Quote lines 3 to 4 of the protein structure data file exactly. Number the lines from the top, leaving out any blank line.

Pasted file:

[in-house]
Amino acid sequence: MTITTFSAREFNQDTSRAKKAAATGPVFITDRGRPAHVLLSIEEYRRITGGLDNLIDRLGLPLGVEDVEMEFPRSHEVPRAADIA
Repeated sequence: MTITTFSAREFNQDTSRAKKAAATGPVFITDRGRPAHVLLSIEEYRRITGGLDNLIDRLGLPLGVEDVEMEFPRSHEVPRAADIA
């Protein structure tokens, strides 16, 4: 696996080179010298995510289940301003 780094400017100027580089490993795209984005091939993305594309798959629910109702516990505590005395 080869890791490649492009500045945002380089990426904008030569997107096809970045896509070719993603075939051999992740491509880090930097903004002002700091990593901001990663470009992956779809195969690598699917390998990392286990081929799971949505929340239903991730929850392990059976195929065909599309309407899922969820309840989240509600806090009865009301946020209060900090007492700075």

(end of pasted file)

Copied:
Repeated sequence: MTITTFSAREFNQDTSRAKKAAATGPVFITDRGRPAHVLLSIEEYRRITGGLDNLIDRLGLPLGVEDVEMEFPRSHEVPRAADIA
């Protein structure tokens, strides 16, 4: 696996080179010298995510289940301003 780094400017100027580089490993795209984005091939993305594309798959629910109702516990505590005395 080869890791490649492009500045945002380089990426904008030569997107096809970045896509070719993603075939051999992740491509880090930097903004002002700091990593901001990663470009992956779809195969690598699917390998990392286990081929799971949505929340239903991730929850392990059976195929065909599309309407899922969820309840989240509600806090009865009301946020209060900090007492700075």